By Mohamed Sankoh (One Drop)
The Fullahs have a proverb which, when loosely translated into the English language, says, “A man cannot be running and at the same time trying to scratch his foot.” What that means in my One Dropian disrobed language, as usual, is that an intelligent man who is results-oriented does one meaningful thing at a time.
That brings me to today’s One Dropian dropping. The Sierra Leone People’s Party (SLPP) government of Julius Maada Bio has been proverbially trying to run and at the same time try to scratch an itching foot. And in always trying to achieve such a feat, the Bio-led administration has repeatedly been inducing laughter in situations where laughter is being regarded as a sign of lack of good taste.
Imagine while President Paul Kagame of Rwanda was launching the first ever high tech smartphone factory in Africa; our very own President Bio was turning the sod for the construction of a “tapalapa” bread bakery at Wellington, east of the capital. If I should translate that into figurative terms: it is like while students in China are trying to perfect their drone experiment; lecturers at Njala University are explaining the nutrients value of Cassava Leaves to two-year olds. In plain English: the launching of the high tech smartphone factory in Rwanda and the turning of the sod in Sierra Leone for a bakery do not only show both leaders’ preferences but their mind-sets of where they want to position their countries in the league of progressive nations.
And whereas Abiy Ahmed, the Prime Minister of Ethiopia, has won the covetous Nobel Peace Prize for “his efforts to foster peace between Ethiopia and Eritrea, Sudan and South Sudan and Ethiopian ethnic conflicts”; our own President Bio seems to be implementing policies that appear to be creating chasms amongst ethnic groups in Sierra Leone which might have cataclysmic consequences for the future.
And I was glad when, during the turning of the sod for the would-be construction of a bakery at Wellington, President Maada Bio made a Freudian slip by stating that those Sierra Leoneans who were posting the stabbing and wounding of their compatriots on social media were scarecrow-ing potential investors. Maybe it is because the Head of State is a careered soldier that is why he might be unfamiliar with what professional journalists call “news value”. If a mentally-ill person like “Blacka” could be allegedly stabbed and wounded, by alleged SLPP supporters, for simply making political statements that sounded gibberish; then I think such postings on social media fall under the category of “human interest story”.
And I don’t know if President Bio has come across what is called Social Realism? (I know he might have, considering the fact that he was once a PhD Candidate.) And what might have been posted on social media might not be sexed or doctored photos. They might not even be morphed videos. They might have been pictures of what the pictures really are. Hence the concept of Social Realism coming into play!
And I am, humbly with all humility and respect to the Office of the President, disagreeing with President Bio that posting the plights of victims of politically motivated stabbing and wounding in Sierra Leone on social media will scare away potential investors. If that is the premise on which the president is trying to build his case for the seemingly investors’ disinterest in Sierra Leone, after his countless travels abroad seeking them out, then I will have to remind him that in the United States of America and other countries in Europe social media are bespattered everyday with postings of stabbing and wounding, and even mass killings, yet investors flock to those countries in droves.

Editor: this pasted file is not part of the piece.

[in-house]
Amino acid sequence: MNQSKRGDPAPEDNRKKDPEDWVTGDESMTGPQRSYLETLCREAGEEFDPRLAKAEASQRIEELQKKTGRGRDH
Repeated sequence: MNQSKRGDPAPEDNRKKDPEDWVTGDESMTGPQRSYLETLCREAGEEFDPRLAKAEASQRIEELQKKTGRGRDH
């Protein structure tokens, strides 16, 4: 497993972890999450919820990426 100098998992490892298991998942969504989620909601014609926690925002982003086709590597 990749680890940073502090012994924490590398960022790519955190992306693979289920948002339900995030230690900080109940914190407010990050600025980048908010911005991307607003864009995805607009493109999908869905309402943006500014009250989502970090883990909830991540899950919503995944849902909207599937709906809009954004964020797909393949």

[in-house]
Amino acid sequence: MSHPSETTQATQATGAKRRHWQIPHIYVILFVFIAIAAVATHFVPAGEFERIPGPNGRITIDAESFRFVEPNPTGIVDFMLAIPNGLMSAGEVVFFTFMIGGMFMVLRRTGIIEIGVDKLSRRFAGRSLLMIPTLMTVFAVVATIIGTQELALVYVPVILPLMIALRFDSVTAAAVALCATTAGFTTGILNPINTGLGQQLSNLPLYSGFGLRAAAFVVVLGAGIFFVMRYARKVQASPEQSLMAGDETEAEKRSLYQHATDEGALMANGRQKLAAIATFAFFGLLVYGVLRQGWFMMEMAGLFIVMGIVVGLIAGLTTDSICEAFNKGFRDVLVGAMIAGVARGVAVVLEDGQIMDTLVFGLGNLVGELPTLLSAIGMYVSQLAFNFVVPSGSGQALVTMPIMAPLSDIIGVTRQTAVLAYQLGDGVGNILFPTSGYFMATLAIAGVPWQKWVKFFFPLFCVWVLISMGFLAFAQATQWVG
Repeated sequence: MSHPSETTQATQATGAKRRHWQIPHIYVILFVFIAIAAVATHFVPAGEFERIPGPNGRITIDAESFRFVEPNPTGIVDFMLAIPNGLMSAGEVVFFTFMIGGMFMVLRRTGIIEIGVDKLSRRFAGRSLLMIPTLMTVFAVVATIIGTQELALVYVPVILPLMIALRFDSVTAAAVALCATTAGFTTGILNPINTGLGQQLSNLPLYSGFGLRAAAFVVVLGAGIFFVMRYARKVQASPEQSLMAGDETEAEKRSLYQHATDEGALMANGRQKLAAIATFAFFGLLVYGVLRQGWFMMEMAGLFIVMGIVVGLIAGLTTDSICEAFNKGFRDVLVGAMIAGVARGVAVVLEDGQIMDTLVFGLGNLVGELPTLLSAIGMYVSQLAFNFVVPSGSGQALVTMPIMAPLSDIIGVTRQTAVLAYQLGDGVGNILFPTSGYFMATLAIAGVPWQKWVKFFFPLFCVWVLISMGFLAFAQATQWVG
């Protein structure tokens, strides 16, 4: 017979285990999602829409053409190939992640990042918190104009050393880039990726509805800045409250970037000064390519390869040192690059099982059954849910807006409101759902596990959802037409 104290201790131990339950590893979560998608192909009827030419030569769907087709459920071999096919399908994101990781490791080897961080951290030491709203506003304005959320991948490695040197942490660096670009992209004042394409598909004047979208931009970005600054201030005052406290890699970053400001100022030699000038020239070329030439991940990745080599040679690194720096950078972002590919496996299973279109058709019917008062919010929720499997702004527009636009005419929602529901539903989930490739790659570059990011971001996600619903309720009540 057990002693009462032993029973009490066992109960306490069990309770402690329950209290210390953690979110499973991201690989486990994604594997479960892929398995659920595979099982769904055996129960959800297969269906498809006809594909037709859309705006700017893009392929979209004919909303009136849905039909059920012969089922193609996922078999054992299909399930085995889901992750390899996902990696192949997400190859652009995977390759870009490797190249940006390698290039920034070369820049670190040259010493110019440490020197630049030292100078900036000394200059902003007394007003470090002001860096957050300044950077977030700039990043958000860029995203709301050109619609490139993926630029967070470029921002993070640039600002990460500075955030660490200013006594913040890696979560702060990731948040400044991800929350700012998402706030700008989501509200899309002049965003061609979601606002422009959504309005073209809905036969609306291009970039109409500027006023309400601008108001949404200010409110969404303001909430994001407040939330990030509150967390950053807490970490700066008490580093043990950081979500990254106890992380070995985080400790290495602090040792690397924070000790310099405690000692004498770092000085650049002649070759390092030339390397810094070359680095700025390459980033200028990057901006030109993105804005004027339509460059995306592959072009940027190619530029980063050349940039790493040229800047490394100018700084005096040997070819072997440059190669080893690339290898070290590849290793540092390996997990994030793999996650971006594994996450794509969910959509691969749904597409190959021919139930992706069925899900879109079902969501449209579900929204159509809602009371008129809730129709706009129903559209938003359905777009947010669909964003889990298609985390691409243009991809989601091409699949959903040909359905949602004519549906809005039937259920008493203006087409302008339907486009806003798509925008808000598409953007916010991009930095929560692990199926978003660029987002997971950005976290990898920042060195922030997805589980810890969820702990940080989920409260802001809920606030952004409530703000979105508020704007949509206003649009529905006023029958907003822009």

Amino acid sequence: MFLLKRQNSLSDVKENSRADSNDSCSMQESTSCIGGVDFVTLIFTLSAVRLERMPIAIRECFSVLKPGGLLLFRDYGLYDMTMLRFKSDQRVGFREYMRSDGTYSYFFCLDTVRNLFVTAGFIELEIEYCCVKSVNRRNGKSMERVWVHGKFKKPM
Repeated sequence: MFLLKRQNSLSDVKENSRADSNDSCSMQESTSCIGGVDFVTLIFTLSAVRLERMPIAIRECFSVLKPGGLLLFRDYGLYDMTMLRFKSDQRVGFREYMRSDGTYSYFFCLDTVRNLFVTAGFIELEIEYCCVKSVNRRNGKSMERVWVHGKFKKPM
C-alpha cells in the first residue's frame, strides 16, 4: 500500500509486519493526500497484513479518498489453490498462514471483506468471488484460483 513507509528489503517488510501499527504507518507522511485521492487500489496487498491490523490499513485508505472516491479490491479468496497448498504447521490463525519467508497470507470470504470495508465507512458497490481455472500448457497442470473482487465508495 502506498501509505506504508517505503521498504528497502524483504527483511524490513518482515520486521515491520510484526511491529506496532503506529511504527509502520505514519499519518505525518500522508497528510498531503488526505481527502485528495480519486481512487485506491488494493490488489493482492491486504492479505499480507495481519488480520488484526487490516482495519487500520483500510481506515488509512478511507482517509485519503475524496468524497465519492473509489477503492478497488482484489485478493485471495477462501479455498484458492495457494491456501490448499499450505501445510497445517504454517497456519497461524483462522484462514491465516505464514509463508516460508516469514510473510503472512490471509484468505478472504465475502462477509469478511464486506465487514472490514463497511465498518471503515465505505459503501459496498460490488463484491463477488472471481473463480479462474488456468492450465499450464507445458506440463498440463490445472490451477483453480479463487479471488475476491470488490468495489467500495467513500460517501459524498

I am not in any way justifying the postings of stabbing and wounding of Sierra Leoneans by Sierra Leoneans on social media. But as Chinua Achebe noted in his novel, The Arrow of God, “… a man who brings home ant-infested faggots should not complain if he is visited by lizards.” And I think the first step for the Bio administration to solve this investors’ barrenness is for them to employ The Pied Piper of Hamelin who knows how to catch rats effectively. In my figurative opinion, foreigners who want to invest in printing papers will never think of building a warehouse in a rat-infested country. `
The above is just a hypothetical aside. My point is: genuine investors will always avoid a country in which the government will just wake up one morning and terminate contracts without looking at the contractual small prints in those contracts. No sober-minded investor will go to a country where thugs will storm polling stations and overturn ballot boxes with the ease with which a cow chews elephant grass.
And there is a Chinese proverb that says, “To see what is right and not to do it is the part of a coward.” That’s exactly what is currently happening in Sierra Leone, which might be one of the reasons why investors are treating the country like an Ebola-infested leper! A man cannot be seeking a woman’s hand in marriage and expecting the bride’s parents to pay her pride price. He has to be man enough to do the right thing.
And talking—sorry writing—about being man enough to do the right thing. Common sense tells me that if I am faced with a choice to construct an airport complete with a new city for about $450 million and that of constructing a Bridge from nowhere to nowhere for a cost of about $2.1 billion; I will not hesitate to choose the former even if I am an ignoramus!
And why would any government with strategic thinkers even think of terminating a four-berth project at an established and well-known quay in the capital with the aim of building a $500 million second seaport in the bush? But I can understand the predicament of a carpenter who is tasked to do a welder’s job.